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Ohio State’s path to College Football Playoff becoming much easier to see

As the weekly Twitter outrage ensues following the College Football Playoff committee releasing another set of rankings, there’s a message we’d like to give to Ohio State fans…relax.

Don’t worry so much.

Step away from your smart phones, tablets and other instruments of outrage.

Take a step back and look towards the future, because I promise you it’s a very bright future indeed. So bright that there’s nearly College Football Playoff light at the end of the tunnel. Sure, you see one-loss Mississippi State sitting in a position to get a rematch with No. 1 Alabama today, but do you really think it’s going to stay that way in three weeks time?

We’ve heard a lot of talk from the members of the CFB Playoff committee about how much they’ll look at conference championships as a factor.

The last time we checked, of the three teams fighting for that final playoff spot after this past weekend, only Ohio State has its own destiny in its hands to win a conference title. Mississippi State needs to win out and have Alabama lose and according to ESPN’s Football Power Index, TCU has a massive uphill battle to overtake Baylor for the Big 12 final with just a 22 percent chance to Baylor’s 74 percent chance.

Oh, and for once there’s no way you can talk about SEC bias and ESPN’s love for the conference. Just look to former Georgia Bulldog David Pollack and what he had to say (via @11W):

While it may be tempting to panic because you see a potential Big 12 champion ahead of you, let’s compare schedules heading forward for a moment.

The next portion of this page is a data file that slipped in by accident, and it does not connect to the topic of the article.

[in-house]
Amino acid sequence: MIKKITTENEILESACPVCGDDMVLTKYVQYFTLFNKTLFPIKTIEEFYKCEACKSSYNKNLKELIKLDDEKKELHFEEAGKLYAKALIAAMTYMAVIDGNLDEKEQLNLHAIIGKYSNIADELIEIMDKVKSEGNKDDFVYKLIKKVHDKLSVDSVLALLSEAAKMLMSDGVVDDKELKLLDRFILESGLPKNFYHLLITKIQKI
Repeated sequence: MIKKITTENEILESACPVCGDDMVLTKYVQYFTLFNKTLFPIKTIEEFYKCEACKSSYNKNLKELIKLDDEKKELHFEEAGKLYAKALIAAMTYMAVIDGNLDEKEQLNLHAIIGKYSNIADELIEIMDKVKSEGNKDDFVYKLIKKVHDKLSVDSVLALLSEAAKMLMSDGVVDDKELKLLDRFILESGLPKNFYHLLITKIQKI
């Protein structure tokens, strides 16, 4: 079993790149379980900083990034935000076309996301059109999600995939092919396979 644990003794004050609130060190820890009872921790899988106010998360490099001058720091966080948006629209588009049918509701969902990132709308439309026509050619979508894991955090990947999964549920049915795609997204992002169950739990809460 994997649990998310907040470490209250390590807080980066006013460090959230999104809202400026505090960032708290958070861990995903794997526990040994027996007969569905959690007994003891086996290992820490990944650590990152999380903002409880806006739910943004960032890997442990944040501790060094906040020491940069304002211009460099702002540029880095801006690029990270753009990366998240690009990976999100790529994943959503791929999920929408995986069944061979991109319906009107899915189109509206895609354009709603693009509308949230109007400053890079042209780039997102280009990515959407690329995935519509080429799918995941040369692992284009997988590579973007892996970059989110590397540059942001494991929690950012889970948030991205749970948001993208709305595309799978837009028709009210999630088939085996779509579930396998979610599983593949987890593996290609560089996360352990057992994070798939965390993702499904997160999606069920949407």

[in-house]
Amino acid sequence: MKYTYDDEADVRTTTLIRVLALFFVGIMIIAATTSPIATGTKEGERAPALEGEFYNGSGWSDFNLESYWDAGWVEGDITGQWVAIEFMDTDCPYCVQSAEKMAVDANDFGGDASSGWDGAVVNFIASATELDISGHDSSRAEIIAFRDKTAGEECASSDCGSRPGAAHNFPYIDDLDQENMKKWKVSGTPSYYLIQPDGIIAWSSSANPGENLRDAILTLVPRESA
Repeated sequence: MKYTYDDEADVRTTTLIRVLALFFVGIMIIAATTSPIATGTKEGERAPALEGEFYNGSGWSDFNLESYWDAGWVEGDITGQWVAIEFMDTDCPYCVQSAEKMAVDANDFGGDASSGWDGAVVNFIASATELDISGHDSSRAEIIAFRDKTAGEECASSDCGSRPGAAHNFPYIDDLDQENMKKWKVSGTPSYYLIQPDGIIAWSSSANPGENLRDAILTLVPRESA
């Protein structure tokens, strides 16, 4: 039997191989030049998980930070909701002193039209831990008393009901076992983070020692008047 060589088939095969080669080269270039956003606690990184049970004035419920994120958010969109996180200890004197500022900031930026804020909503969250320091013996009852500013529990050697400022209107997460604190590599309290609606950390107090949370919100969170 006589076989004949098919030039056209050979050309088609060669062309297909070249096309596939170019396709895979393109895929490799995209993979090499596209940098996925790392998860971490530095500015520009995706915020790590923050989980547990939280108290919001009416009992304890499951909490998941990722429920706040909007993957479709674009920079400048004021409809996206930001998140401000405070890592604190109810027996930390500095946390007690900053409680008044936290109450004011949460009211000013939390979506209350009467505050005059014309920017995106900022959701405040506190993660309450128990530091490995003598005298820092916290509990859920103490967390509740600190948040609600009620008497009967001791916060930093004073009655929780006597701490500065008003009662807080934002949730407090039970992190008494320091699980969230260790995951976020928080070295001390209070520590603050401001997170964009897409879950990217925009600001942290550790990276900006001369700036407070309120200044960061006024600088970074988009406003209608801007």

TCU goes on the road to Texas and then hosts Iowa State to end the season — not exactly two teams with resumes that will help TCU boost themselves.

On the flip side, Ohio State has two regular season games that may not help much in Indiana and Michigan. However, there could be some major help on the way in the form of a red-hot Wisconsin Badgers team.

They moved up four spots this week from No. 20 to No. 16 after a blowout win over Nebraska, who moved back to No. 23 thanks to the loss. A win over a third Top 25 team (should Minnesota somehow stay in the Top 25) in five games sure would make an emphatic statement to the selection committee.

Then there’s the case of Mississippi State, who are potentially the biggest hurdle to an Ohio State playoff berth. However, fast forward three weeks when Mississippi State is likely sitting at home watching someone else (Alabama) play for an SEC title, while the Big Ten title game features two top 15 (if not top 10) teams.

Let yourself imagine this scenario if you will — Ohio State wins out, Wisconsin wins out and the Buckeyes blow the doors off of Wisconsin to go undefeated in Big Ten play. That would mean impressive wins over two of the other top three teams in the conference on the road and on a neutral field.

How does the committee take that resume, compare it to the best win for Mississippi State (a slumping Auburn team) and say that’s better than what OSU has done?

Sure, the committee could shun the Buckeyes in favor of Mississippi State, but OSU would have one heck of an argument to make to said committee given it’s body of work in the final month of the season.

What is perhaps most clear is that fans, pundits and writers need to adjust to what the College Football Playoff committee rankings really mean. This committee isn’t giving us an “if the season ended today” scenario, but what they are doing is giving an honest evaluation of whom they see as the best teams in college football to date.

That’s an important distinction, because there’s a difference between being the best team in Week 13 of the season and actually getting in to the playoff come the first Saturday in December.

So, before you go all outrage over being two spots out of the rankings in Week 13 of the college football season, please remember there’s plenty of help still to come Ohio State and the Big Ten’s way.

Andy Coppens is the Founder and Publisher of Talking10. He's a member of the Football Writers Association of America (FWAA) and has been covering college sports in some capacity since 2008. You can follow him on Twitter @AndyOnFootball

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